Veterans in Higher Education: When Johnny and Jane Come Marching to Campus. ASHE Higher Education Report, Volume 37, Number 3. J–B ASHE Higher Education Report Series (AEHE)

  • ID: 2216109
  • Book
  • 152 Pages
  • John Wiley and Sons Ltd
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STUDENTS WITH MILITARY EXPERIENCE are choosing to pursue postsecondary education in numbers not seen since World War II. An estimated 2 million men and women, many having served in the wars in Iraq and Afghanistan, are now or will be pursuing degrees from all educational sectors: public and private, two– and four–year, online and brick and mortar. Are administrators, staff and faculty at institutions of higher learning ready to receive this emerging population of students, many of whom face unique challenges associated with wartime servce? Transition from military duty to civilian life and college can be difficult and in some instances is exacerbated by physical or psychological injuries. This volume seeks to understand those difficulties by applying developmental and college effect theories to better interpret the contemporary phenomenon of student veterans. The purpose of this volume is to integrate student development theory in planning programs and services for student veterans, many of whom have rusty academic skills and poor study habits and are unfamiliar with the requirements for success in the civilian workforce after graduation. With the help of institutional support and services, however, many student veterans have the potential for academic excellence as a result of their mission–oriented dedication and the work ethic they learned while serving in the military.

David DiRamio, a U.S. Navy vateran, is associate professor of higher education administration at Auburn University.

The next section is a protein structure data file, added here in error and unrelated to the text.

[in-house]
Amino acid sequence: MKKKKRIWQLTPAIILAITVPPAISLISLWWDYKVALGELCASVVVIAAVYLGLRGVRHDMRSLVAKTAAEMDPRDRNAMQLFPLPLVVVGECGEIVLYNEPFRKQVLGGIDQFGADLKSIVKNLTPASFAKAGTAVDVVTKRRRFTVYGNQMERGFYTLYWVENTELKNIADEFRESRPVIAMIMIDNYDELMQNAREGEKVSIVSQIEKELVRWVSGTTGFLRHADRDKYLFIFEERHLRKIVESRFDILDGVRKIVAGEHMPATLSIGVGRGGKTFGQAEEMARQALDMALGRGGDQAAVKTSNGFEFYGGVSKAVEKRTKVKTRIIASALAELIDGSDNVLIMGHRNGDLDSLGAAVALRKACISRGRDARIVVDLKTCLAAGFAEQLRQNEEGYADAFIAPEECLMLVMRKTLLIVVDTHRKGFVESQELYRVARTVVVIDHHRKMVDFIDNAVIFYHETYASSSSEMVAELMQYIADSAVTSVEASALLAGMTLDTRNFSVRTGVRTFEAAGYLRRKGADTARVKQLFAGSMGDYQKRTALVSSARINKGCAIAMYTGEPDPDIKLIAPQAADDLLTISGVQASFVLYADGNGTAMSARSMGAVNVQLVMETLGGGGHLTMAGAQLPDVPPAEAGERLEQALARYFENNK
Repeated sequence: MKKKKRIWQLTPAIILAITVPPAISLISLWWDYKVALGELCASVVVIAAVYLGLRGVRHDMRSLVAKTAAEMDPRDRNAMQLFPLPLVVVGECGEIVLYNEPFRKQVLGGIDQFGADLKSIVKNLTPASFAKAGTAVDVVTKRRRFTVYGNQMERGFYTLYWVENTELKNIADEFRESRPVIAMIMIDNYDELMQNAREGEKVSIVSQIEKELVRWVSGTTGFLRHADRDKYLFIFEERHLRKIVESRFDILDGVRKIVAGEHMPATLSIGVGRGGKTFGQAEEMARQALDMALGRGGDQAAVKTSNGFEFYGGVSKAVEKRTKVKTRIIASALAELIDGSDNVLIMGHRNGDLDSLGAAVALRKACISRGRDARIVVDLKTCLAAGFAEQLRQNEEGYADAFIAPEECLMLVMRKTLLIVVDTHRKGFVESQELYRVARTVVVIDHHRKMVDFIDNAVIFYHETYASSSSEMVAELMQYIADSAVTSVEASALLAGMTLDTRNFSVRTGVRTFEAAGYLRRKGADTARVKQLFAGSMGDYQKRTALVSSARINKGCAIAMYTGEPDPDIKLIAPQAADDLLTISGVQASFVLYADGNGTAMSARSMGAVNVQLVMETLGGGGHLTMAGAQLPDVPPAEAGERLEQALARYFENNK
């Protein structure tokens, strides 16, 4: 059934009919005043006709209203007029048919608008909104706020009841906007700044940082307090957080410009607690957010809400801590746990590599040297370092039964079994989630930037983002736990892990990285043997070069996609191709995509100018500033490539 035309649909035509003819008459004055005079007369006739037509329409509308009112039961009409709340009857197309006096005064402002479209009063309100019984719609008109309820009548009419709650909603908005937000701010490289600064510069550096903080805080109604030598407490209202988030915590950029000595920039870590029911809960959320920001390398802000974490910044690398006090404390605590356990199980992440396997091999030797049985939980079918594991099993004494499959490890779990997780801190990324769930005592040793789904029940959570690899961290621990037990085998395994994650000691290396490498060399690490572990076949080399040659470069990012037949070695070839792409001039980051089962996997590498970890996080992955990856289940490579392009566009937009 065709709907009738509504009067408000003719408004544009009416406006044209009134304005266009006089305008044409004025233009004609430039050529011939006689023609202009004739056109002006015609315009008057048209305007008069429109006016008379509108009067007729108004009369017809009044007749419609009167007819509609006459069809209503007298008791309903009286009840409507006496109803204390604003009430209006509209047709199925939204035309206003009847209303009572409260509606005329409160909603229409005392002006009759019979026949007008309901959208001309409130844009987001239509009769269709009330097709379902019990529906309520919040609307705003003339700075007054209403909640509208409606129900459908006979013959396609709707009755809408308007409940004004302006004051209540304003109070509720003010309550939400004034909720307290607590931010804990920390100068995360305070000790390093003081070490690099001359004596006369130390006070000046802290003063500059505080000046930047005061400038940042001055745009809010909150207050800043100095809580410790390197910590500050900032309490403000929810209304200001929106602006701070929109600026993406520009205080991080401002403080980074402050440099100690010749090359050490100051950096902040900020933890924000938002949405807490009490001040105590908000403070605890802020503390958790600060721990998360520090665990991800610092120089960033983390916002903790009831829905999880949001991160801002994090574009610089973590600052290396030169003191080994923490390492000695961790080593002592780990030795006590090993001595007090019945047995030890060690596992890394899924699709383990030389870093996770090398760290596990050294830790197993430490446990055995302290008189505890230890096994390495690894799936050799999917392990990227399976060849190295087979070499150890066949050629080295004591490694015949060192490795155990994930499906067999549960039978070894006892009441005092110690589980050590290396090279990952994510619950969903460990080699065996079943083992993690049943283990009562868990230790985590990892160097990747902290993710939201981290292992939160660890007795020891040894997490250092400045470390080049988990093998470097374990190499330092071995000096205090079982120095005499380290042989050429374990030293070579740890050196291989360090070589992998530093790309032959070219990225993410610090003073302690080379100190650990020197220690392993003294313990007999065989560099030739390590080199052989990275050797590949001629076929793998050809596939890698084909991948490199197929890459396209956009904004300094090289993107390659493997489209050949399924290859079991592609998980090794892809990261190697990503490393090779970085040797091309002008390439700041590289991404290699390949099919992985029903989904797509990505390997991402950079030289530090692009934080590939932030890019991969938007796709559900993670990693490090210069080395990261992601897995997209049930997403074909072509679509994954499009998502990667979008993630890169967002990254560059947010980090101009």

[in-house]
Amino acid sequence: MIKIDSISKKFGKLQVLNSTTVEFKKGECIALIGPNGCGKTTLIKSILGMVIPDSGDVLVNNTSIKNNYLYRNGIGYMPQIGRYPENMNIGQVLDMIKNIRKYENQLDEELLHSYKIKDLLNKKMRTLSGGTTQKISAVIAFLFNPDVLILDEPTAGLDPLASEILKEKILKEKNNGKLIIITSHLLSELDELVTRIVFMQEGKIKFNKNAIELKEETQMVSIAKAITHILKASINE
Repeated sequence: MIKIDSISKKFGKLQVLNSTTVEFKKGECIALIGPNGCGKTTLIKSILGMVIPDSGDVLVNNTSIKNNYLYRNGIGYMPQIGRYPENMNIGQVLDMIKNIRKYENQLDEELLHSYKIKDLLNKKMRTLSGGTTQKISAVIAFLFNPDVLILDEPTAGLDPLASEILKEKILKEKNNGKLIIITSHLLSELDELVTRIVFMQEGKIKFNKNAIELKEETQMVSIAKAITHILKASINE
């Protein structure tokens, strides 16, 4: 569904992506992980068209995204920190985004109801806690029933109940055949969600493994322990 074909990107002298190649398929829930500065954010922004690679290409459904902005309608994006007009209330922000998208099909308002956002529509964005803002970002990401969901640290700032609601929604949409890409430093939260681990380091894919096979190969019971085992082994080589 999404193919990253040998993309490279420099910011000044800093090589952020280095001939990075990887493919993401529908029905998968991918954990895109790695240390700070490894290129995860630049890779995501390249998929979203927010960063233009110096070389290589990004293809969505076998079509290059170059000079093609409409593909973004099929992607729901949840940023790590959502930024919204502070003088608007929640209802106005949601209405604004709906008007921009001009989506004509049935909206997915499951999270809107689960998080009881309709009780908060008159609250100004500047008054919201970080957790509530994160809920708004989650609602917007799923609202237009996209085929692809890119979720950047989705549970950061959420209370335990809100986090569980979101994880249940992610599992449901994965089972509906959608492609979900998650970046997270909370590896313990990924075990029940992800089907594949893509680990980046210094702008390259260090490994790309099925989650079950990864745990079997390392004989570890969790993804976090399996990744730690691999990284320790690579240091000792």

Kathyrn Jarvis is director of academic support at Auburn University. She has served as an administrator and faculty member in higher education for more than thirty years.

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Executive Summary ix

Foreword xiii

Acknowledgments xvii

Old Friends and New Faces 1

Home Alone? Applying Theories of Transition to Support Student Veterans′ Success 7

A Model for Supporting Student Veterans Transition 11

Conclusion 17

Commentary from Nancy K. Schlossberg 18

What Matters to Veterans? Peer Influences and the Campus Environment 21

The Military Bond 21

Inputs, Environment, and Outcomes 22

Inputs, Environment, and Outcomes for Veterans 25

Peer Group Supports and Influences 27

Summary and Recommendations 29

Commentary from Alexander W. Astin 32

Transition 2.0: Using Tinto′s Model to Understand Student Veterans′ Persistence 35

Transition and Preentry Attributes 36

Goals and Commitments 40

Initial Institutional Experiences 41

Transition 2.0: Academic and Social Integration 44

Transition 2.0: Academic and Social Integration with the Campus Community 46

Career Services and the Student Veteran 47

New Goals and Intent to Persist 48

Critics of Academic and Social Integration 48

Conclusion 50

Commentary from John M. Braxton 51

Crisis of Identity? Veteran, Civilian, Student 53

Identity Development and Knowledge of Self 54

Self and Others 55

Multiple Roles and Intersecting Identities 56

Crisis, Exploration, and Commitment 59

Multiple Dimensions of Identity 59

Typologies 61

Conclusion 65

Commentary from Linda Reisser 66

Women Warriors: Supporting Female Student Veterans 69

Enduring Effects of Male Turf: Gender and Assumptions 72

Mothers and Warriors: Care and Justice 73

Into a College Environment: Developing a Voice 75

Help Seeking: Learning to Cope 77

Marching Together: Summary 78

Commentary from Margaret Baechtold 79

Ideas for a Self–Authorship Curriculum for Students with Military Experience 81

Classes for Veterans 84

Meaning Making and Self–Authorship 86

Concept Mapping for Curriculum Planning 86

Conclusion 90

Commentary from Marcia B. Baxter Magolda 91

Institutional Response to an Emerging Population of Veterans 95

EFA Factor One Financial Matters 101

EFA Factor Two Administrative and Strategic Planning 105

EFA Factor Three Advising and Career Services 106

EFA Factor Four Psychological Counseling Services 107

EFA Factor Five Veterans Office on Campus 111

Conclusion 112

Concluding Thoughts 113

Appendix A: A Veteran′s Essay 117

Appendix B: Example Syllabus 119

References 121

Name Index 135

Subject Index 139

About the Authors 143

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David DiRamio
Kathryn Jarvis
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